My students have tried a few different ways to determine where the robot is during the autonomous period.
The first attempt was to use sonars, but that proved too unreliable, stray readings and the like.
The second attempt was to use the integrated motor encoders. That was also unreliable, but we are not certain why. Just moving forward a set distance and back didn’t get you back to the same location. Most likely wheels were slipping. It could be our robot’s design. We have four omni-wheels, each at 45 degrees from the direction of motion. This could contribute to the slippage. Other geometries might be more reliable.
What have other teams found that worked?
For traveling distance, the IME’s are the most accurate as they have the finest granular set of values and a good update rate. But they have drawbacks regarding static discharge, packets not received properly, etc.
The quadrature encoder is the next best for travel distance measurements.
So those are the sensors, but that does not solve your problem per se because you are exactly right wheel slippage as well as slop from the moved pint to your sensor makes thee measurements not read as well as you would like.
What can you do about it
- Ensure a nice tight drive train from wheel to sensor (no sloppy chains or loose wheel to mess with the shaft and tight tolerances)
- Don’t jam it to 127 right away - smoothly transition up and then smoothly transition down in speed. Slew rate and proportional control are two things to look up on managing this. PID does an even better job but start with P and slew rate.
- Manage the traveled distance along the direction of travel of the wheel, not the robot. Vector math is fun on a holonomic. Figure out the distance on each axis separately and manage to that. Going 45 degrees (straight on the robot’s view, but 45 offset on the wheels view) is what you seem to be measuring. Try measure each component separately.
I’m with Giraffes. Although my team didn’t figure out how to use them in time for the competition this year, IME’s would definitely be the way to go. Also, I am taking note of Giraffes’ suggestions regarding IME’s for next year.
I have found ultrasonics reasonably accurate +/- 1 inch. IMEs and quad encoders are good, but as Team80_Giraffes points out, wheel slippage can cause errors. The best solution (IMHO) is to use a combination of sensors, use encoders as the primary means to move but then adjust by using ultrasonics and line sensors. For example, during the sack attack season team 8888 built a programming skills robot that needed to drive parallel to the trough. After moving several feet there was often an error (the robot had drifted slightly left or right) so they used an ultrasonic sensor aimed at the field wall to correct for that. Same with the line sensors, if you are driving forwards and know that in say 3 feet you should cross a line then use that additional information to correct any residual error in the encoder count.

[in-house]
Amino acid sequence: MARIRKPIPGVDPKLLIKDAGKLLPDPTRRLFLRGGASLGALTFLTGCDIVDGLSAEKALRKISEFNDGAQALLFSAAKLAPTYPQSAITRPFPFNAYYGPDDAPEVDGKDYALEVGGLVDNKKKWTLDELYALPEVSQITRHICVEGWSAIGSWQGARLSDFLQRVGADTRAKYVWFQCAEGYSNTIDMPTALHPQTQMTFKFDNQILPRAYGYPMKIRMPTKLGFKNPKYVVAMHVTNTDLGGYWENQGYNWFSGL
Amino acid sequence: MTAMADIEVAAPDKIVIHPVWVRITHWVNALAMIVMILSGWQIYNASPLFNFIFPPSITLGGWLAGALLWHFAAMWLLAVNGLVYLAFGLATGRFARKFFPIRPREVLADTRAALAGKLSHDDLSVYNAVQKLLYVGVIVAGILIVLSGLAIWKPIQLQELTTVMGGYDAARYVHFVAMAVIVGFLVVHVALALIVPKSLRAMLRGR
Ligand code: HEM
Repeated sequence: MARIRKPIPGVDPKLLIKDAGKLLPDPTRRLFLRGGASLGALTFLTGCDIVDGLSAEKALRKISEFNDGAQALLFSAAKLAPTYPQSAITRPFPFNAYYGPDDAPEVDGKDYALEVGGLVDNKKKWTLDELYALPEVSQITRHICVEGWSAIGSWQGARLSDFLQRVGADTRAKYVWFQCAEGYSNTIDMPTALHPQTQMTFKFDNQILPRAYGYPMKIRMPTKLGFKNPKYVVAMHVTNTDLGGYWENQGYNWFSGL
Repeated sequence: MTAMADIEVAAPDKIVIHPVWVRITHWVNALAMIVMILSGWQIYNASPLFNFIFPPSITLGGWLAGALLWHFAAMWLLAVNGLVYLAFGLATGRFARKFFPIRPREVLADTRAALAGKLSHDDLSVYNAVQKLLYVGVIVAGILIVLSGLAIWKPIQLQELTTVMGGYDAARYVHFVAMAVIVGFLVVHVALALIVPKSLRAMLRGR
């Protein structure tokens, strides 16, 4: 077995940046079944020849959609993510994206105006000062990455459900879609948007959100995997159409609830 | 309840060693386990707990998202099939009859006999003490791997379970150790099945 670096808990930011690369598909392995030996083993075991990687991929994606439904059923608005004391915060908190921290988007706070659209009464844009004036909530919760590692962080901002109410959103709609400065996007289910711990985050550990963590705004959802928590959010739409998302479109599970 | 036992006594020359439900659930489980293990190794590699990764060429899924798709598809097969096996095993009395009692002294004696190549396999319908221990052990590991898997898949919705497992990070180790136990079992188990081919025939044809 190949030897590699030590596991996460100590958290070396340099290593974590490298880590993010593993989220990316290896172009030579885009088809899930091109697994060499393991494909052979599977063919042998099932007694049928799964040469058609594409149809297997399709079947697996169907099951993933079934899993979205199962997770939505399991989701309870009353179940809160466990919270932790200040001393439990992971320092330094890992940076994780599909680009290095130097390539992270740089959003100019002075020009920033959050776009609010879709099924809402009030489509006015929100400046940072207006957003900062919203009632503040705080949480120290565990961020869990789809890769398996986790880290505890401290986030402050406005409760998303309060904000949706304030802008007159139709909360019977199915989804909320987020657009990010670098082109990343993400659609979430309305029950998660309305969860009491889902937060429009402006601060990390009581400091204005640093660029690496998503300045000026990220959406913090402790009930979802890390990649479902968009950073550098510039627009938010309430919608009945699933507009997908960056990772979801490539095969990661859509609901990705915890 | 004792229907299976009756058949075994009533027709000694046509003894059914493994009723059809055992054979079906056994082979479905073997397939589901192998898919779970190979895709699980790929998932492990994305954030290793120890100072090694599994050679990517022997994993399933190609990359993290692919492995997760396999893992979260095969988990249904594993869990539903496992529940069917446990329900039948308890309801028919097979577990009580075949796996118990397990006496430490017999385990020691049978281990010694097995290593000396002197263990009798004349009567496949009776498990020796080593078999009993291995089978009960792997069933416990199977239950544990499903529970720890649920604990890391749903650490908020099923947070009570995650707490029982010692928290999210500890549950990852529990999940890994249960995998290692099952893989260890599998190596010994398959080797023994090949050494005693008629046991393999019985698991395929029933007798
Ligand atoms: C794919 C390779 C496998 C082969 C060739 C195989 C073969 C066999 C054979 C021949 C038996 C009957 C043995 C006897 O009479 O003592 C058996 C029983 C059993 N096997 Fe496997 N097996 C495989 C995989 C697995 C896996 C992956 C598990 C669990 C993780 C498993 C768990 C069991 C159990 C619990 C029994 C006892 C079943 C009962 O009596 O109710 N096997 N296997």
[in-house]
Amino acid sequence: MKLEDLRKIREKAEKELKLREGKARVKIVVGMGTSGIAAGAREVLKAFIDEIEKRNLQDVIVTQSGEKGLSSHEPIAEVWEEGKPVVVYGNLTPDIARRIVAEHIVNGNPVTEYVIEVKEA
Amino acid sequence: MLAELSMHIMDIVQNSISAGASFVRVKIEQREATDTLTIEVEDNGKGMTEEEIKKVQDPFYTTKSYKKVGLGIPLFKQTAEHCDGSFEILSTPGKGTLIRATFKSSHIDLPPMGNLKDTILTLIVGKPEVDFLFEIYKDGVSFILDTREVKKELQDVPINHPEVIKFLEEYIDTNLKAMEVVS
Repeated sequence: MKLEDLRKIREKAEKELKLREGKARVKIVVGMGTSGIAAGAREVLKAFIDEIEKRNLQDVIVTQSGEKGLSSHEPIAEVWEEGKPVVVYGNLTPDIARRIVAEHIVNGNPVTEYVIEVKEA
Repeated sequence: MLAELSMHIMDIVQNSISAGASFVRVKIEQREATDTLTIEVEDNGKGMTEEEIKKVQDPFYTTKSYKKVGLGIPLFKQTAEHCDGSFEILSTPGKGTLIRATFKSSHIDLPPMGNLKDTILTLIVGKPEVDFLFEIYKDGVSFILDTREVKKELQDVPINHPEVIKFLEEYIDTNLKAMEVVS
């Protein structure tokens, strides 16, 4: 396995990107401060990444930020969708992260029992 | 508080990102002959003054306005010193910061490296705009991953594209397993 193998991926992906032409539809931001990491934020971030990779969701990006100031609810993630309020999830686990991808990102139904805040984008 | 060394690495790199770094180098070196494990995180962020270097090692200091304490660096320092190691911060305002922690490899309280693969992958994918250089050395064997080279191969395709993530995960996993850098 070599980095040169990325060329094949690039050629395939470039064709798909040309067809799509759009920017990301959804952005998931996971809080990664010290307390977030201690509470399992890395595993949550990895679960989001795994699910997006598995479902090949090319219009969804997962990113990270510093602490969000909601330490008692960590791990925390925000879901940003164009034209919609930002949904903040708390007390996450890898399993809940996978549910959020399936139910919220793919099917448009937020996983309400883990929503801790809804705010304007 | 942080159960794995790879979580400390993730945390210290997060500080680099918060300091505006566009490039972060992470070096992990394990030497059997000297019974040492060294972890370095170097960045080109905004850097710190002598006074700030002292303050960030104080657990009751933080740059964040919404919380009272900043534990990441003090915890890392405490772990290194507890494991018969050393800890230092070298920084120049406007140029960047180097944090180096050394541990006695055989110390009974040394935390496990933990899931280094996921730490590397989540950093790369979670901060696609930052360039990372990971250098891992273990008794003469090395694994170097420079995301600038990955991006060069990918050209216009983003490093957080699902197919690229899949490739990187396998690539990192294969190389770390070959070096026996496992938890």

What code where you running to do this? If it was done by hand then I believe the readings should have been the same. This would then lead me to assume its not a sensor issue but rather getting to the sensor value that is causing you problems.
You should check and see how far you are actually traveling compared to how far the code tells the bot to travel. See if you are drifting/coasting past the spot where you should have traveled. Finding why you are not getting the results you want is the first step.
Jpearman has a great suggestion in using a secondary sensor to make corrections.
Thanks for the advice everyone. As for measuring the distance, it is not going as far as we think it should. So I’m guessing slippage is the main problem. We tried to just calibrate – adding an offset or slope – but the slippage must not be consistent.
As far as code, my students programmed it in RobotC. We are getting sensor values that are plausible, but just not accurate. And and this stage there’s no time for more tweaking.